‘I have to study during the week,’ says Durban student Bongiwe*, 23. The two Mtubatuba homies who invited her to share a one-bedroom flat said they did, too – then sleepover boyfriends, loud music and sex noises became the norm. ‘They said I was lucky I had the bedroom while they shared the lounge – but I was paying half the rent!’ With exams looming, Bongiwe forfeited three months’ rent and a kettle, and left. ‘I won’t ever share again!’
Sharing can be a way to live cheaply, safely and happily. ‘But it’s more than just sharing the load,’ says Samuel Seeff, chairman of Seeff Property Services. ‘It’s a business transaction. You need “rules of engagement”…’
BE WARY OF FRIENDS/COLLEAGUES
‘Sharing with your bestie can cost you a friendship,’ says Jacques Snyman, MD of integrated care solutions at Agility, owner of the Zurreal lifestyle programme. ‘It’s awkward confronting a friend about stuff such as dirty dishes – they may laugh it off and not change, or it may cause tension and result in a blowout.’ The best of work colleagues isn’t the best idea, either: no wonder, when you’ll be seeing each other 24/7!
BE CLEAR ABOUT WHAT YOU WANT IN A FLATMATE
Some things will be non-negotiable for your lifestyle and values. Decide on the big ones and be upfront about pursuing them.
SPELL THINGS OUT IF YOU ADVERTISE
In the press or online (Gumtree.co.za, Howzit.co.za), list area, price and personality type. Party-loving? Animal-friendly? ‘Born again’?
CHECK THEM OUT
Google them and check out their Facebook page. Then meet in a neutral public spot such as a coffee shop and ask questions. Look for connection, not chemistry, and trust your gut – if you feel any disquiet, you can SMS your regrets afterwards.
Related: Facebook Safety
CHECK OUT THE PLACE
Take a friend for security and objectivity. Never sign anything or pay a deposit sight unseen. Look for red flags: dirty dishes in the sink, empty beer cans by the bin, Bieber on the iPod… You have been warned.
How much, paid by what day each month? What does it include: electricity, groceries, a cleaner? Can/will they pay? Running a credit check or calling their employer to substantiate their job can prevent future headaches. ‘Encourage them to do the same to you,’ says Snyman. If they object, wonder why. ‘Add in the payment of a deposit – this can be up to 1,5-times the monthly rent as surety, especially if you’re the lease holder,’ says Seeff.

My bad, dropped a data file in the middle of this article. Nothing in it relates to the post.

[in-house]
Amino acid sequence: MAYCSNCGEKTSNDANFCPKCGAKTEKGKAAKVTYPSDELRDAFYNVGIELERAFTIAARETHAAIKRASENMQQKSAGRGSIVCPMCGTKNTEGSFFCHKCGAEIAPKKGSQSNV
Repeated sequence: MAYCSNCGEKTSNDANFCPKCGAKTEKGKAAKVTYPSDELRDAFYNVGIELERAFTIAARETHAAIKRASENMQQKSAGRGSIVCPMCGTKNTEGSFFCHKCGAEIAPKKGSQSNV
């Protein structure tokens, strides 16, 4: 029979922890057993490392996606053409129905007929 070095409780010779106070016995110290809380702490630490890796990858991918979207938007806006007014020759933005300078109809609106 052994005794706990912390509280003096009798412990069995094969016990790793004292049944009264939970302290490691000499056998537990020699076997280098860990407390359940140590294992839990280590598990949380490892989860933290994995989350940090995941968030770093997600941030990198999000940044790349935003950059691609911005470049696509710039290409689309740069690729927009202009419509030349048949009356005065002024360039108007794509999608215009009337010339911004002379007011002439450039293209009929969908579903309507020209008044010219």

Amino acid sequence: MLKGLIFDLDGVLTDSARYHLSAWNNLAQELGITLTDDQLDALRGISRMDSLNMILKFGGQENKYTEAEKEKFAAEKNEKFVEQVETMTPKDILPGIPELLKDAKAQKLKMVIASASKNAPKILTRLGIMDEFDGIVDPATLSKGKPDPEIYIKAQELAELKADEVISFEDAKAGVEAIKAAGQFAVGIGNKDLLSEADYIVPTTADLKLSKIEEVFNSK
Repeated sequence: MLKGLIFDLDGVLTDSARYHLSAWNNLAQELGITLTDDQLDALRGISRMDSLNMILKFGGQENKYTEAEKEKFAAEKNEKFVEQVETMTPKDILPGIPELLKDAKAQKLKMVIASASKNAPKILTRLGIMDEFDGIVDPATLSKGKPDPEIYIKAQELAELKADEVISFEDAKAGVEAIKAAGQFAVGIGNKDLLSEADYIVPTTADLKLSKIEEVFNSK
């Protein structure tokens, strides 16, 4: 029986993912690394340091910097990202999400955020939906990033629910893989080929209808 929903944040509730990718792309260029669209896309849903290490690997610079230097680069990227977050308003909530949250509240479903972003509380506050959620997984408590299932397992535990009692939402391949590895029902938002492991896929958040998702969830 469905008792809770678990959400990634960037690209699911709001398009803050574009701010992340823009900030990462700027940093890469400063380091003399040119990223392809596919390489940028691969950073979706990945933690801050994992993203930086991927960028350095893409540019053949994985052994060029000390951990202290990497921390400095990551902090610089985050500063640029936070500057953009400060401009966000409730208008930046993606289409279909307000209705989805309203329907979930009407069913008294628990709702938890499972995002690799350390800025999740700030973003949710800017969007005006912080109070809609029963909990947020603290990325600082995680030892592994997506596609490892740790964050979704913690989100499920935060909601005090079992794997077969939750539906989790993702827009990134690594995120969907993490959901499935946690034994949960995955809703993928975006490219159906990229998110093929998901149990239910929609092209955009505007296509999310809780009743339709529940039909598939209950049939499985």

GET IT IN WRITING
List each person’s share of the rent and expenses, who has which room, a schedule of chores (cooking, shopping) or whether each of you is responsible for her own (you should each wash every dish as soon as you’re done with it). Include a quiet curfew (when music is turned low), whether overnight guests are allowed and for how long, and the period of notice before moving out. Get it signed, witnessed and dated.
Related: 5 Ways to Be Cash-Savvy
DECIDE WHO SIGNS THE LEASE
If renting with someone new, putting both your names on it and sharing the deposit can work – but it won’t stop the landlord demanding full rent from you if your flatmate does a runner. Putting just your name on the lease makes it easier to get rid of flatmates who turn out badly – you have greater control. ‘Have your lease looked over by someone knowledgeable before signing,’ says Snyman. (Zurreal members can phone a free legal helpline.) – By Glynis Horning
*Name has been changed